A massive galaxy cluster can serve as a magnifying glass for distant stellar populations, as strong gravitational lensing magnifies background galaxies and exposes details that are otherwise undetectable. In time-domain astronomy, imaging programmes with a short cadence are able to detect rapidly evolving transients, previously unseen by surveys designed for slowly evolving supernovae. Here, we describe two unusual transient events discovered in a Hubble Space Telescope programme that combined these techniques with high-cadence imaging on a field with a strong-lensing galaxy cluster. These transients were faster and fainter than any supernovae, but substantially more luminous than a classical nova. We find that they can be explained as separate eruptions of a luminous blue variable star or a recurrent nova, or as an unrelated pair of stellar microlensing events. To distinguish between these hypotheses will require clarification of the cluster lens models, along with more high-cadence imaging of the field that could detect related transient episodes. This discovery suggests that the intersection of strong lensing with high-cadence transient surveys may be a fruitful path for future astrophysical transient studies.
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The authors thank M. Livio and L. Chomiuk for discussion of this paper, as well as S. Murray and the late N. Gehrels for assistance with the Chandra and Swift data, respectively. Some of the data in this paper were obtained from the Mikulski Archive for Space Telescopes (MAST). Support for MAST for non-HST data is provided by the NASA (National Aeronautics and Space Administration) Office of Space Science via grant NNX09AF08G, and by other grants and contracts. This research has made use of the NASA/IPAC Extragalactic Database (NED), which is operated by the Jet Propulsion Laboratory, California Institute of Technology, under contract with NASA. Financial support for this work was provided to S.A.R., O.G. and L.-G.S. by NASA through grant HST-GO-13386 from the Space Telescope Science Institute (STScI), which is operated by Associated Universities for Research in Astronomy, Inc. (AURA), under NASA contract NAS 5-26555. G.B.C. and P.R. acknowledge financial support from PRIN-INAF 2014 1.05.01.94.02. J.M.D. acknowledges support of projects AYA2015-64508-P (MINECO/FEDER, UE) and AYA2012-39475-C02-01 and the consolider project CSD2010-00064 funded by the Ministerio de Economia y Competitividad. A.V.F. and P.L.K. are grateful for financial assistance from the Christopher R. Redlich Fund, the TABASGO Foundation and NASA/STScI grants GO-14208, GO-14528, GO-14872 and GO-14922; A.V.F. is also grateful to the Miller Institute for Basic Research in Science (U.C. Berkeley). The work of A.V.F. was conducted in part at the Aspen Center for Physics, which is supported by NSF grant PHY-1607611. R.J.F. and the UCSC group are supported in part by NSF grant AST-1518052 and from fellowships to R.J.F. from the Alfred P. Sloan Foundation and the David and Lucile Packard Foundation. C.G. acknowledges support by the VILLUM FONDEN Young Investigator Programme through grant 10123. J.H. was supported by a VILLUM FONDEN Investigator grant (project number 16599). M.J. was supported by the Science and Technology Facilities Council (grant ST/L00075X/1) and used the DiRAC Data Centric system at Durham University, operated by the Institute for Computational Cosmology on behalf of the STFC DiRAC HPC Facility (www.dirac.ac.uk). M.J. was funded by BIS National E-infrastructure capital grant ST/K00042X/1, STFC capital grant ST/H008519/1, STFC DiRAC Operations grant ST/K003267/1 and Durham University. DiRAC is part of the National E-Infrastructure. R.K. was supported by Grant-in-Aid for JSPS Research Fellow (16J01302). A.M. acknowledges the financial support of the Brazilian funding agency FAPESP (Postdoc fellowship, process 2014/11806-9). M.O. acknowledges support in part by World Premier International Research Center Initiative (WPI Initiative), MEXT, Japan, and JSPS KAKENHI grants 26800093 and 15H05892. J.R. acknowledges support from the ERC starting grant 336736-CALENDS. G.C. and S.H.S. thank the Max Planck Society for support through the Max Planck Research Group of S.H.S. The GLASS team and T.T. were funded by NASA through NASA/STScI grant GO-13459. L.L.R.W. thanks the Minnesota Supercomputing Institute at the University of Minnesota for providing resources and support.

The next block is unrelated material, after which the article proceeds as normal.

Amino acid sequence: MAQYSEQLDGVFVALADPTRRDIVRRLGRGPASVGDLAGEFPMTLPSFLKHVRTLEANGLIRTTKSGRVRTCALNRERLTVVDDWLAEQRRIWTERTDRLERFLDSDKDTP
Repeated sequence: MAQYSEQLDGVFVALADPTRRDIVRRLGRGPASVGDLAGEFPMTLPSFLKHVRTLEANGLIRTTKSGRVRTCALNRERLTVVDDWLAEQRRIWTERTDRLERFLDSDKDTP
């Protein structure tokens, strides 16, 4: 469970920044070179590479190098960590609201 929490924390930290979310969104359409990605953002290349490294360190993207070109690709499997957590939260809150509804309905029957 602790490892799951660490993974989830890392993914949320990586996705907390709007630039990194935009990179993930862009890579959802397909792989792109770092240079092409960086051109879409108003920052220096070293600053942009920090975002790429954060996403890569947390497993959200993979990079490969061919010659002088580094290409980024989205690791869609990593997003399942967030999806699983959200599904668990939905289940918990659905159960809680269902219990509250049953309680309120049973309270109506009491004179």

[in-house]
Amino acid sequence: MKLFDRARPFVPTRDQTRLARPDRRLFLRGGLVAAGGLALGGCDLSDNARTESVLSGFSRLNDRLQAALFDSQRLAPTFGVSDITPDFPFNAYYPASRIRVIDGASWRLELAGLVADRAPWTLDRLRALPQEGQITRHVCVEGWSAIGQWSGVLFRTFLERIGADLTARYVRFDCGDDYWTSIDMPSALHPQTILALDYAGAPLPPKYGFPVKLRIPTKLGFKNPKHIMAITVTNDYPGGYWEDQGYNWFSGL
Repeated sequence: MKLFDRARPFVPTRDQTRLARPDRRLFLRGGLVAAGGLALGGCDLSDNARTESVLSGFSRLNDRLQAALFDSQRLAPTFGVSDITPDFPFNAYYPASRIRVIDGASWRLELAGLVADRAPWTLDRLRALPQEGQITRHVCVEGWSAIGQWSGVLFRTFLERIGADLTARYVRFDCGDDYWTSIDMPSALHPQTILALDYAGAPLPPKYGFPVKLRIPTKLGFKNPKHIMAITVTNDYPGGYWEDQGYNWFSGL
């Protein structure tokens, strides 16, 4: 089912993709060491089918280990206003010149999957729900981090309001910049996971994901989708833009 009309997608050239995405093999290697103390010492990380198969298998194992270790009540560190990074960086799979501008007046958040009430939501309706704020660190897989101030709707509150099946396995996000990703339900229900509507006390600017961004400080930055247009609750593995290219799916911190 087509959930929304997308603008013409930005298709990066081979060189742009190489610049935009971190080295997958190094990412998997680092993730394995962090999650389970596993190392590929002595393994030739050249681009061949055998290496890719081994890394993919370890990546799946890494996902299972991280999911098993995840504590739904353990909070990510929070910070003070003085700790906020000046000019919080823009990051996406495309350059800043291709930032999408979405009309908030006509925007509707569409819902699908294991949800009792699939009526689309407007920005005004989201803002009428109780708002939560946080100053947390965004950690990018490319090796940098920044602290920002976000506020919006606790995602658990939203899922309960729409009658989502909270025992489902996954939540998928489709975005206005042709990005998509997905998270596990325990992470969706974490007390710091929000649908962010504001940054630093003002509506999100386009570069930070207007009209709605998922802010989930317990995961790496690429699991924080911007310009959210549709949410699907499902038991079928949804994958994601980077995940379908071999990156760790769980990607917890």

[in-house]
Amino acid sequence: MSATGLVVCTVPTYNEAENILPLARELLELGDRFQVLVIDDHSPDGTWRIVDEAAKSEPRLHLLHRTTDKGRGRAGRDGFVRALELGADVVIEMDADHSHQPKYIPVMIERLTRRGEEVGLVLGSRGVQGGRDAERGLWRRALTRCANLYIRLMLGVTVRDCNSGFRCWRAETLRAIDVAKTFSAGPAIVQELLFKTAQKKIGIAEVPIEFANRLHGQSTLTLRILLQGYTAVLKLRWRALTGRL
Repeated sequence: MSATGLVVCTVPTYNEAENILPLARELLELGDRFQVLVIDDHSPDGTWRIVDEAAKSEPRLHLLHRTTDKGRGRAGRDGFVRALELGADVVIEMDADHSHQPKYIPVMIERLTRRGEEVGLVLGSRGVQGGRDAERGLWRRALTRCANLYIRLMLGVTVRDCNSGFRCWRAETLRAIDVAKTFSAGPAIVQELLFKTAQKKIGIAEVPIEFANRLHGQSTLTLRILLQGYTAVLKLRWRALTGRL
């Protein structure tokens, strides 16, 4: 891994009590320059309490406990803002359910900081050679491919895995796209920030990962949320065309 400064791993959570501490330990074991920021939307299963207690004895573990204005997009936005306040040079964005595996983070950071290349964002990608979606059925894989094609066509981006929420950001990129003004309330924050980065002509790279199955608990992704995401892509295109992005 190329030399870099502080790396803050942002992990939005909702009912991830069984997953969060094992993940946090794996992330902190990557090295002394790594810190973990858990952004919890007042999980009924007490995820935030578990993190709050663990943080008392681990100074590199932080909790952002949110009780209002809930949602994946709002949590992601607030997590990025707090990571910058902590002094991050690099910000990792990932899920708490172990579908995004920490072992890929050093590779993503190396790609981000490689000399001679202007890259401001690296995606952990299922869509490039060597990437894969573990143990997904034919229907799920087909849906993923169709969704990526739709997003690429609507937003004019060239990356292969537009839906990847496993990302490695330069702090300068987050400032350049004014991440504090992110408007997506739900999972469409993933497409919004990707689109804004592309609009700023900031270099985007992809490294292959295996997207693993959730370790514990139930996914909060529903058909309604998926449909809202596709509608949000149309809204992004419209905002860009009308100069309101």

The authors declare no competing interests.
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Rodney, S.A., Balestra, I., Bradac, M. et al. Two peculiar fast transients in a strongly lensed host galaxy. Nat Astron 2, 324–333 (2018). https://doi.org/10.1038/s41550-018-0405-4
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